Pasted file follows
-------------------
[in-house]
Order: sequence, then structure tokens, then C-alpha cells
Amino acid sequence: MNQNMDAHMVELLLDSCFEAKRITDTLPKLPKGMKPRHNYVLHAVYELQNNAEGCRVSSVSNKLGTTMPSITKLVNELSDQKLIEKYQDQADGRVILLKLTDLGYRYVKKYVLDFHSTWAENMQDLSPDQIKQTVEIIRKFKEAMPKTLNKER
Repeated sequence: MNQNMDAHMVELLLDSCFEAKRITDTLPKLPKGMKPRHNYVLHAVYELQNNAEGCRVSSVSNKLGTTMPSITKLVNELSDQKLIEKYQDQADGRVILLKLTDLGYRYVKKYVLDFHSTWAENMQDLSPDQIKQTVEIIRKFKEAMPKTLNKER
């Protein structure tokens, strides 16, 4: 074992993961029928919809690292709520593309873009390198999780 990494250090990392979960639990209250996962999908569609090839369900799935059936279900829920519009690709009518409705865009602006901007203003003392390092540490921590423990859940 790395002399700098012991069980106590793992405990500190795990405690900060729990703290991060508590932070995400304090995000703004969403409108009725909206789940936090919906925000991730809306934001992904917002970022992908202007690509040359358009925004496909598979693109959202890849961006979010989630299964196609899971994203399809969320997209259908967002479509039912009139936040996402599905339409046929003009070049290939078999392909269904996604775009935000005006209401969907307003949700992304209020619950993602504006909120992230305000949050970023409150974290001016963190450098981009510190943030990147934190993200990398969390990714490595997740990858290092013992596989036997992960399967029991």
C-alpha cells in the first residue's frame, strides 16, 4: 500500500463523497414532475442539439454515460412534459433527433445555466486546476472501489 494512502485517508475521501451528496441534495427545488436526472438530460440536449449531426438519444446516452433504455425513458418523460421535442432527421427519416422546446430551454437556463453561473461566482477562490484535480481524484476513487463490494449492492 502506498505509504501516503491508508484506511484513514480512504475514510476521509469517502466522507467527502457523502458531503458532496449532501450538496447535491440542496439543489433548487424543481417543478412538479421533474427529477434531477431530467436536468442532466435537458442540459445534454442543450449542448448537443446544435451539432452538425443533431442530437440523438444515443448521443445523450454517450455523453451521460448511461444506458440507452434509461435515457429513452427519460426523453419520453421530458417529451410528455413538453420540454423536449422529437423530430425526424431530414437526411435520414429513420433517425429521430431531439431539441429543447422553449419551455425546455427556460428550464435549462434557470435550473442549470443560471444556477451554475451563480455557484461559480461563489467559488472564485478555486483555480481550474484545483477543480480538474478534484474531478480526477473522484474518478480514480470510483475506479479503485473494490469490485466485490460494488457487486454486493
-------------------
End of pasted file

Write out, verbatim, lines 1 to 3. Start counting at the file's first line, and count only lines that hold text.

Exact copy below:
[in-house]
Order: sequence, then structure tokens, then C-alpha cells
Amino acid sequence: MNQNMDAHMVELLLDSCFEAKRITDTLPKLPKGMKPRHNYVLHAVYELQNNAEGCRVSSVSNKLGTTMPSITKLVNELSDQKLIEKYQDQADGRVILLKLTDLGYRYVKKYVLDFHSTWAENMQDLSPDQIKQTVEIIRKFKEAMPKTLNKER